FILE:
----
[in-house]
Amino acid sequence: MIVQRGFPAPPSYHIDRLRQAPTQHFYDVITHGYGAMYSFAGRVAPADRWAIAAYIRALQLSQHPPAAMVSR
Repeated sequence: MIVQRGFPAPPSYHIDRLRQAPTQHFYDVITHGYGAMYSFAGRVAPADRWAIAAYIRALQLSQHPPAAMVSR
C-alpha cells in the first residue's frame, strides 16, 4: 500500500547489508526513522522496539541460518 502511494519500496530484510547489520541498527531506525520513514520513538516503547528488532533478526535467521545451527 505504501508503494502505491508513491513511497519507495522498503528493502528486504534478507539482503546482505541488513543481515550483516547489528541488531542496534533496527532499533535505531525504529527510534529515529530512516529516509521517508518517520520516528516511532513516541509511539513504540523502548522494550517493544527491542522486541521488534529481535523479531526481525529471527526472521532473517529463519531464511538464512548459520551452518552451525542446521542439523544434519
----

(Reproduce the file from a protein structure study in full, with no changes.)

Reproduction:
[in-house]
Amino acid sequence: MIVQRGFPAPPSYHIDRLRQAPTQHFYDVITHGYGAMYSFAGRVAPADRWAIAAYIRALQLSQHPPAAMVSR
Repeated sequence: MIVQRGFPAPPSYHIDRLRQAPTQHFYDVITHGYGAMYSFAGRVAPADRWAIAAYIRALQLSQHPPAAMVSR
C-alpha cells in the first residue's frame, strides 16, 4: 500500500547489508526513522522496539541460518 502511494519500496530484510547489520541498527531506525520513514520513538516503547528488532533478526535467521545451527 505504501508503494502505491508513491513511497519507495522498503528493502528486504534478507539482503546482505541488513543481515550483516547489528541488531542496534533496527532499533535505531525504529527510534529515529530512516529516509521517508518517520520516528516511532513516541509511539513504540523502548522494550517493544527491542522486541521488534529481535523479531526481525529471527526472521532473517529463519531464511538464512548459520551452518552451525542446521542439523544434519